In 1928 the naval air service procured six Heinkel HE 8 floatplanes, with another 16 to be license-built by the Orlogsværft. As Germany were not allowed to produce military aircraft, the planes were labelled as mail planes, but they could easily be refitted with dual machine guns, radio equipment and a capacity for eight bombs.
The Heinkel had an unexpected arctic employment in the early 1930s when a dispute over East Greenland caused the first deployment of aircraft, along with three naval ships, in Greenland. Following settlement of the dispute between Denmark and Norway the Heinkels were used in the efforts to map the frontiers of the island.
In 1933 two Hawker Nimrods were acquired to keep pace with the rapidly evolving technology of naval aircraft . A further ten aircraft were to be produced under licence at the Orlogsværft. The new aircraft made the air base in Ringsted inadequate and the naval air service was moved to the Avnø peninsula at southern Zealand.
In 1932 the navy purchased its first offensive capacity, two Hawker Horsley torpedo bombers with an option to produce a following series on the Orlogsværft. After four years of testing and practice, the naval air service had agreed to expand the offensive capacities with the Horsley, but at this time funding from the Danish government had been cut and no further torpedo bombers were acquired.
In the late 1930s the government changed plans and increased the budget for military purchases following the German expansions in central Europe. In 1938, 12 Fairey P.4/34s were to be produced at Orlogsværftet, along with 12 Italian Macchi C.200 fighters. None of these were produced before the German invasion of Denmark on April 9, 1940.
Primarily for use on the Thetis class in operations in Greenland and Faroe Islands, but also on Absalon class in international operations and Knud Rasmussen class off Greenland as well as participating in exercises. The independent unit was established in 1977 as "Søværnets Flyvetjeneste" operating (Aérospatiale Alouette III (1977–1982) and Westland Lynx (1980–present) helicopters. On December 6, 2012, the Danish Air Force officially ordered nine MH-60R Seahawk helicopters, with all to be delivered by 2018, following a competition on the procurement involving the NH90, AgustaWestlands AW159 Wildcat and the AW101 along with Sikorsky's other bid H-92 Superhawk.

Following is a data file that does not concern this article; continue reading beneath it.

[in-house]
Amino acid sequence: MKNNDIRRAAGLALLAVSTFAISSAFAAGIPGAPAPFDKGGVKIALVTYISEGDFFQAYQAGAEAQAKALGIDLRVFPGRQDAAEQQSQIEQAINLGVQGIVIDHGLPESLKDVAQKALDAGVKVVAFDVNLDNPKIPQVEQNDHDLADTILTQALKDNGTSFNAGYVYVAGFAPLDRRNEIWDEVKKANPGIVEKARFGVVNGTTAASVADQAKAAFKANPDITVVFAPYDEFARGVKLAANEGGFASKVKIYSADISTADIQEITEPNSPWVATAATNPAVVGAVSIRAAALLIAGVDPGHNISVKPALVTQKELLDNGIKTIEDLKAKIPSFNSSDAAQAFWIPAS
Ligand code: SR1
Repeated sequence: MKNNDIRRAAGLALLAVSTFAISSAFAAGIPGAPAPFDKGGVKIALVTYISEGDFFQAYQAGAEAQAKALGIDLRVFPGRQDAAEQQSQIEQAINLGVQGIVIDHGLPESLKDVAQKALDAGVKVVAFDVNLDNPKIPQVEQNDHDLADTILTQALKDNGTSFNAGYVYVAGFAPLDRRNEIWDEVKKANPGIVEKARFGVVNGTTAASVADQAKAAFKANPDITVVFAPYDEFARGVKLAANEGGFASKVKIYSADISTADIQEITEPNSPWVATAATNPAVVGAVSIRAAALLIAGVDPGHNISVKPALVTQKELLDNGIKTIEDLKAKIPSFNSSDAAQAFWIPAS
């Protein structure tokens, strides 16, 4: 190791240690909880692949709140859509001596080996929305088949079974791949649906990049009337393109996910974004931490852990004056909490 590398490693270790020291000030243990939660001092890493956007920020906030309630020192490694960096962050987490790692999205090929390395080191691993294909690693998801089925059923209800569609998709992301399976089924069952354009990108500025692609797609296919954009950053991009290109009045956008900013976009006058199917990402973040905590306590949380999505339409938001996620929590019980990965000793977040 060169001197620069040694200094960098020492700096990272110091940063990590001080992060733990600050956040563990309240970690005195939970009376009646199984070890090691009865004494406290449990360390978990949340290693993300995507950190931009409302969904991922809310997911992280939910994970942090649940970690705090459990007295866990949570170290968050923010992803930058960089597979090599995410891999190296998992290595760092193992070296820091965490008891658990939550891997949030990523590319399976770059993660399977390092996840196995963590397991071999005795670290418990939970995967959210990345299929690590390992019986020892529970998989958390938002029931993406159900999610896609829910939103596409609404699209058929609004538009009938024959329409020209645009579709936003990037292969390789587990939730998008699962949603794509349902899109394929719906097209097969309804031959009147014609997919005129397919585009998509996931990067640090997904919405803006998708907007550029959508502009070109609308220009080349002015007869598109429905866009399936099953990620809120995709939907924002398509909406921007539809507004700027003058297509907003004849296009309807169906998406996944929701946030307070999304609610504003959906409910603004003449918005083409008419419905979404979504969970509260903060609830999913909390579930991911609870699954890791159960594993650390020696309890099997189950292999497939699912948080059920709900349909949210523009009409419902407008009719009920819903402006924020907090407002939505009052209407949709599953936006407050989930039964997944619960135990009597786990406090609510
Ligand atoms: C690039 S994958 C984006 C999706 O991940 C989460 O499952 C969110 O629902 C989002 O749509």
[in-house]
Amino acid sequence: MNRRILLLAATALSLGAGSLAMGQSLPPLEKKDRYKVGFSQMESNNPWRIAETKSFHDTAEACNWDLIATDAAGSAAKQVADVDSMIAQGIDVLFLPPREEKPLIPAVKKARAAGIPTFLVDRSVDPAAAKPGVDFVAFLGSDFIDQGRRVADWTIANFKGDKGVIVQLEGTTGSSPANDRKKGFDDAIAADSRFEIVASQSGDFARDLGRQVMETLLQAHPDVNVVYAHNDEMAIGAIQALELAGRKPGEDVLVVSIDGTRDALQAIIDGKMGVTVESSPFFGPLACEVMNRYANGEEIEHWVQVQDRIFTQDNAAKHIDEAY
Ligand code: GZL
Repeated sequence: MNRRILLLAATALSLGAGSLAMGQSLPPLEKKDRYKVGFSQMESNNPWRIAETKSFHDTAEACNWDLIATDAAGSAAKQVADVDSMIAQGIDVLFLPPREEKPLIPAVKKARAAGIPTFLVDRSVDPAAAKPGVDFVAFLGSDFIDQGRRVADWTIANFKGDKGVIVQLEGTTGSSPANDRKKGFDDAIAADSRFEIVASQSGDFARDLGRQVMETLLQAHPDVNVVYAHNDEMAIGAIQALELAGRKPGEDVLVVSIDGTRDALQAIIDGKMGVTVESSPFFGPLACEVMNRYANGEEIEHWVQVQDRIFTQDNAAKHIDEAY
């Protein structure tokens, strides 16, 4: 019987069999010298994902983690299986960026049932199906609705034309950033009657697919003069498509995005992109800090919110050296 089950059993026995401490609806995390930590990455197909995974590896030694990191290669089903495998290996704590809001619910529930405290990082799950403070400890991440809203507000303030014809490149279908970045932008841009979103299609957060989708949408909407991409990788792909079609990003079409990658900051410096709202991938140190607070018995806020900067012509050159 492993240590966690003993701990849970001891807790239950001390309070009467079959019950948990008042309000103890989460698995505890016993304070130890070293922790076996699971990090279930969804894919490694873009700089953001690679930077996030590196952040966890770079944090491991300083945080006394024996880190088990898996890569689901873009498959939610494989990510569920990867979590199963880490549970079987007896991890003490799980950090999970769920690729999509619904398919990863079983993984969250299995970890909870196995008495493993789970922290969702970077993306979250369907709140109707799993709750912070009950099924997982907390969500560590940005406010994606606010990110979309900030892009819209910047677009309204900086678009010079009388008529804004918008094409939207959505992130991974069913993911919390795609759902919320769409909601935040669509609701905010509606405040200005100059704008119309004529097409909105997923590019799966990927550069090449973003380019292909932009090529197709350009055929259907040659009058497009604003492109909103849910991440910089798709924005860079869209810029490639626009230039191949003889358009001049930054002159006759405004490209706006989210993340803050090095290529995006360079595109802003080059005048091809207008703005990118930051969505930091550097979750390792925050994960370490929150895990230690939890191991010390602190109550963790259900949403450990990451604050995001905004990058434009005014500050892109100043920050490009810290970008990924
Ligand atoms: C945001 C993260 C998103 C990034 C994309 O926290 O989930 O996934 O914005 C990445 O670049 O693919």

Ranks and insignia
|NATO code||OF-10||OF-9||OF-8||OF-7||OF-6||OF-5||OF-4||OF-3||OF-2||OF-1||OF(D)||Student officer|
|No equivalent||No equivalent|
|Danish Pay Grade||M406||M405||M404||M403||M402||M401||M332
|Danish Pay Grade||M232||M231||M221||M212||M211||M113||M112|
- "The Danish Defence Agreement 2005 – 2009 – Navy". Archived from the original on May 10, 2008. Retrieved 2008-06-25.
- "Equipment used in the Navy". Archived from the original on 2008-06-07. Retrieved 2008-06-25.
- "Danmark bombede Algier – og glemte alt om det". videnskab.dk. Retrieved 2011-08-29.
- "CIA: The World Factbook". Retrieved 2008-07-20.
- Mikael Bill, Pernille Kroer, Niels Mejdal, Leif Mortensen, "Danmarks Flåde i 500 år", specialavis udgivet af Soværnets Operative Kommando i samarbejde med Danmarks Marineforening, 4 June 2010. (in Danish)
- "Den danske flåde 1510–2010" (in Danish) Retrieved 5 June 2010. Archived May 26, 2010, at the Wayback Machine
- Defying Napoleon: How Britain Bombarded Copenhagen and Seized the Danish Fleet in 1807 (07 edition (13 Mar 2007) ed.). The History Press Ltd. ISBN 978-0-7509-4279-9.
- "Danish Naval Historical Time Line: August". Retrieved 2008-07-28.
- "Danish Navy left without any military options". Retrieved 2008-07-28.
- "Den danske Flotille 1944–1945" (in Danish). Retrieved 2008-07-28.
- "Video showing Danish mobile missile battery firing". Youtube.com. 2007-03-04. Retrieved 2011-08-29.
- "Materiel i Søværnet" (in Danish). Archived from the original on September 27, 2007. Retrieved 2008-07-28.
- "Absalon genindtræder i dag i NATO's antipiraterioperation" (in Danish). 2011-11-01. Archived from the original on January 4, 2012. Retrieved 2012-01-20.
- Denmark has taken command of CTF 151 (in Danish) Archived January 19, 2012, at the Wayback Machine
-  Archived February 19, 2014, at the Wayback Machine
- "Marinens Flyvevæsen/Søværnets Flyvetjeneste (1912–2003)". Archived from the original on 24 October 2014. Retrieved 26 October 2014.
- Denmark Signs Letter of Offer and Acceptance for Nine MH-60R Seahawk Helicopters – Deagel.com, December 6, 2012
- "Helikopterindkøb – præsentation af feltet". Retrieved 26 October 2014.
- "Historik". forpers.dk (in Danish). Ministry of Defence. Retrieved 26 September 2018.
- Official website (in English)
- Danish Naval History (in English)